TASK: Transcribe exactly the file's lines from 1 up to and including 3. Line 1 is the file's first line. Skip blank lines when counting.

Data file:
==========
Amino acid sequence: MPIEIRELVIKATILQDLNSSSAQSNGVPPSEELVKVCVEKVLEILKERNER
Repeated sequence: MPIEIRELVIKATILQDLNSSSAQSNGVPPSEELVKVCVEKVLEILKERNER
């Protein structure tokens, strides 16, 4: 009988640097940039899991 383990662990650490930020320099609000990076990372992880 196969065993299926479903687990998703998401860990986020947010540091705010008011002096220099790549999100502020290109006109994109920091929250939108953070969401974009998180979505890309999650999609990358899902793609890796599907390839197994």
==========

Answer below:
Amino acid sequence: MPIEIRELVIKATILQDLNSSSAQSNGVPPSEELVKVCVEKVLEILKERNER
Repeated sequence: MPIEIRELVIKATILQDLNSSSAQSNGVPPSEELVKVCVEKVLEILKERNER
């Protein structure tokens, strides 16, 4: 009988640097940039899991 383990662990650490930020320099609000990076990372992880 196969065993299926479903687990998703998401860990986020947010540091705010008011002096220099790549999100502020290109006109994109920091929250939108953070969401974009998180979505890309999650999609990358899902793609890796599907390839197994």